Baby Jeep SUV set to offer a rugged alternative to the Nissan Juke and likely to feature petrol, diesel and electric powertrains
Jeep has wasted no time in making use of the new partnership between FCA and PSA by starting development on a new ‘ultra-compact’ SUV that will be pitched as a more rugged alternative to the likes of the Nissan Juke and Volkswagen T-Cross. And Auto Express can reveal that it’s going to be offered as a fully electric vehicle, too.
Senior Jeep officials have confirmed to us that the as-yet-unnamed model will be in showrooms by 2022. The small SUV is being developed with European markets in mind, because the segment is one of the fastest growing in a region where Jeep still sees significant scope for higher sales.
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When quizzed about the vehicle’s brief and styling, Marco Pigozzi, Jeep’s European Head of Brand Marketing, said the crossover would offer plenty of day-to-day practicality, but without compromising Jeep’s renowned off-road capability. “The car will be able to be used as a bad-ass Jeep, but it has also been designed to be used every day,” Pigozzi told us.
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Previewed by our exclusive images, the forthcoming baby SUV will be around four metres in length – which will make it slightly longer than a Suzuki Jimny, but a few millimetres shorter than the recently-launched Juke. It will retain Jeep’s chunky styling cues and boxy proportions.
Given Jeep’s recent push towards electrification (starting with the launch of plug-in hybrid versions of the Renegade and Compass), it’s almost certain that the brand’s new small crossover will feature some form of battery power. When asked about the possibility of electric drive, Pigozzi stated: “We have the capability to deliver the electrification we need.”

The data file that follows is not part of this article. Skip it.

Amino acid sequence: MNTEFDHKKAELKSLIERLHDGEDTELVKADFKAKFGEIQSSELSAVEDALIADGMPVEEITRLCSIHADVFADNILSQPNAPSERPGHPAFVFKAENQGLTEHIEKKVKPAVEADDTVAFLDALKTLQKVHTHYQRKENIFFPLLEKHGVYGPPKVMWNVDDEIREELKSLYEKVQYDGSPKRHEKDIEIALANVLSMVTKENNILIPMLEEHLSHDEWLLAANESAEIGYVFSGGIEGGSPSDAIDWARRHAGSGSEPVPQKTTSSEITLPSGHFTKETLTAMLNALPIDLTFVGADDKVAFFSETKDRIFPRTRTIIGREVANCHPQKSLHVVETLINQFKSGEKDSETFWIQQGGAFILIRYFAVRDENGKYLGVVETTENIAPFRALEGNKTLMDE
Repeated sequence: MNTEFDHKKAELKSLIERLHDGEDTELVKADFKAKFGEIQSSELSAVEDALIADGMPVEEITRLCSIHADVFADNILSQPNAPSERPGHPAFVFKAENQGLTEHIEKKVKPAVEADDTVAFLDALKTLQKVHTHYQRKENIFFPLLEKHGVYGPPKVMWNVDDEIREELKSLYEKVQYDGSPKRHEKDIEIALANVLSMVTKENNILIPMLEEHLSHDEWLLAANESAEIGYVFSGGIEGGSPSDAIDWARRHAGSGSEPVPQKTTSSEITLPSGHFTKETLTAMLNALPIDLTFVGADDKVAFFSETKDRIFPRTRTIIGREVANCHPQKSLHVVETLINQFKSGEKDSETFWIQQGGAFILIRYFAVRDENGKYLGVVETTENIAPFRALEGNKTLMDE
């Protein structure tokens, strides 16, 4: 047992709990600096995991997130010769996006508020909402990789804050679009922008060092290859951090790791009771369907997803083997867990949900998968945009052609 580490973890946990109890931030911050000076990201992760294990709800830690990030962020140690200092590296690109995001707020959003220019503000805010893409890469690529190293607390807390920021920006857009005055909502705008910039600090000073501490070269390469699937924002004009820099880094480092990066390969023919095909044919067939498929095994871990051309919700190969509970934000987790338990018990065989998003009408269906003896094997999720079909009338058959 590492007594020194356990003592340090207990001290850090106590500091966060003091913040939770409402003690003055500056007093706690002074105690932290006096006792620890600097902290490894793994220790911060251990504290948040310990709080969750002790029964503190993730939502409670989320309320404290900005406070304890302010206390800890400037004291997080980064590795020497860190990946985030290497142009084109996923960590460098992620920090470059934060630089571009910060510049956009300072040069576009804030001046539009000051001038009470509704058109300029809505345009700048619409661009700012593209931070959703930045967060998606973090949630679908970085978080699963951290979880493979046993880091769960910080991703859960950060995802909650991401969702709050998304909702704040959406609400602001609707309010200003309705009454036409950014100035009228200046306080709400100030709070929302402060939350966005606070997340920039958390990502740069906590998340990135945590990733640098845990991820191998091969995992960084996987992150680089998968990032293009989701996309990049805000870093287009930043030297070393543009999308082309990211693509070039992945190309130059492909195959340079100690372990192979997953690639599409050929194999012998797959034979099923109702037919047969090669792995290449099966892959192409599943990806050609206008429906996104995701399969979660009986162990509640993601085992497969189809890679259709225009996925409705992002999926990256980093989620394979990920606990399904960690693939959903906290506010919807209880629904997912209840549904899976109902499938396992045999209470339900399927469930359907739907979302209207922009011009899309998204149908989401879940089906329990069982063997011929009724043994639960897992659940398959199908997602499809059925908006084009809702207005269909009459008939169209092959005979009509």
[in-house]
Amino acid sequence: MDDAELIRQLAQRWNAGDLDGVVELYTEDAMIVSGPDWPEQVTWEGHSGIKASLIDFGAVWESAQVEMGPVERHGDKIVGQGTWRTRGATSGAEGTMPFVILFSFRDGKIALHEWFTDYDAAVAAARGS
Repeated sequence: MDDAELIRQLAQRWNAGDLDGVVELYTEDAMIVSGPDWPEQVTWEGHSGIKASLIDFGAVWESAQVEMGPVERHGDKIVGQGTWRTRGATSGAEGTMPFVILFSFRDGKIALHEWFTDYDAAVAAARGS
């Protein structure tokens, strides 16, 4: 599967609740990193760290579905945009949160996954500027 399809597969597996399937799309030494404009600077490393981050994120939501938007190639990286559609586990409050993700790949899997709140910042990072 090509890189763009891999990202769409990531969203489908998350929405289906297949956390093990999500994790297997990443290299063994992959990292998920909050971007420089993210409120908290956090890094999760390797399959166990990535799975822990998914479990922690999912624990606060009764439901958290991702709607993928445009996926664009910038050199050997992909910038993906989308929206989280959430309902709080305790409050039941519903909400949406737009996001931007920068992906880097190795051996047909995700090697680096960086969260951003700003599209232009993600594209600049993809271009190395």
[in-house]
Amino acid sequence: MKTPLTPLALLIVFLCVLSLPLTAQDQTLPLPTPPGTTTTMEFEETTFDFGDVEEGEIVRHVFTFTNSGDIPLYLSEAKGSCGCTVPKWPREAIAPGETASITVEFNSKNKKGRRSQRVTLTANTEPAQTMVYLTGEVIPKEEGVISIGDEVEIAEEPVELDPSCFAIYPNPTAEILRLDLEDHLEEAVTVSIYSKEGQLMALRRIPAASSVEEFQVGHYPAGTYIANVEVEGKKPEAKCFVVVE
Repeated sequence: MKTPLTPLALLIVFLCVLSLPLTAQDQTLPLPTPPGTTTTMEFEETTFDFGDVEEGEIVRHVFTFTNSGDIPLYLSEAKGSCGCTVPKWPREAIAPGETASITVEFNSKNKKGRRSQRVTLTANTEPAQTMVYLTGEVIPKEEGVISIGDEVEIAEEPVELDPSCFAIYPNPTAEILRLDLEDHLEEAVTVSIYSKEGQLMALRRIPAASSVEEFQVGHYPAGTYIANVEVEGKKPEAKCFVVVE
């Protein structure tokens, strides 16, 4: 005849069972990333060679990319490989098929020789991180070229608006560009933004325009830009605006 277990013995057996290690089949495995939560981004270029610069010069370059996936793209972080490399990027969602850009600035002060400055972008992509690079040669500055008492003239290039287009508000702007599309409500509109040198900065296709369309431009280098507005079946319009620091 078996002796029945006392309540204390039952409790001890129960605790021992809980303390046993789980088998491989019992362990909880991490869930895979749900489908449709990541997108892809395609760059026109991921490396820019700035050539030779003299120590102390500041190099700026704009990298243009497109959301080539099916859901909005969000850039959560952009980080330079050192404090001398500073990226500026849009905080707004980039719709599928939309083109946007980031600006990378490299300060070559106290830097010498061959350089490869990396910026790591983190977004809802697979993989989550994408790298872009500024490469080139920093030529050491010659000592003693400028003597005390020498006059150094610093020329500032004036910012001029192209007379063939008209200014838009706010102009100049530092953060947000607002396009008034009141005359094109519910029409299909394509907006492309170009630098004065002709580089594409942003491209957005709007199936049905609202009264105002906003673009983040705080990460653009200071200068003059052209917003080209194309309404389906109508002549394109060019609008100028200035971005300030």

That’s a strong hint that the car is almost certain to adopt the Common Modular Platform (CMP) architecture used for the Peugeot 2008 and DS 3 Crossback, among others. As well as being able to accommodate petrol and diesel power, the platform can also feature fully electric drive with a range of up to 211 miles on a single charge.
Jeep’s short-term electrification strategy was sparked by the recent launch of the plug-in hybrid Renegade and Compass, both of which use a turbocharged 1.3-litre four-cylinder petrol engine, a compact lithium-ion battery pack and an electric motor mounted on the rear axle. The system produces 187bhp and 237Nm of torque, and will give both models a claimed maximum all-electric range of around 31 miles.
Pigozzi outlined to us the benefits of electric motors when driving off road. “The move from mechanical to ‘e’ all-wheel-drive is a massive improvement – it’s more capable than a conventionally powered Jeep,” he said. “The enormous torque on offer from the electric motor allows [the car] to easily crawl over rocks and obstacles. And the fact that it’s mounted on the rear axle means [the car] is pushed up hills rather than pulled.”
Jeep’s rapid shift to electrification, with its forthcoming range of all-electric and plug-in hybrid models, should help the brand pull its average emissions below the forthcoming EU-regulated range average target of 95g/km, which is being phased in this year and will come into force by 2021.
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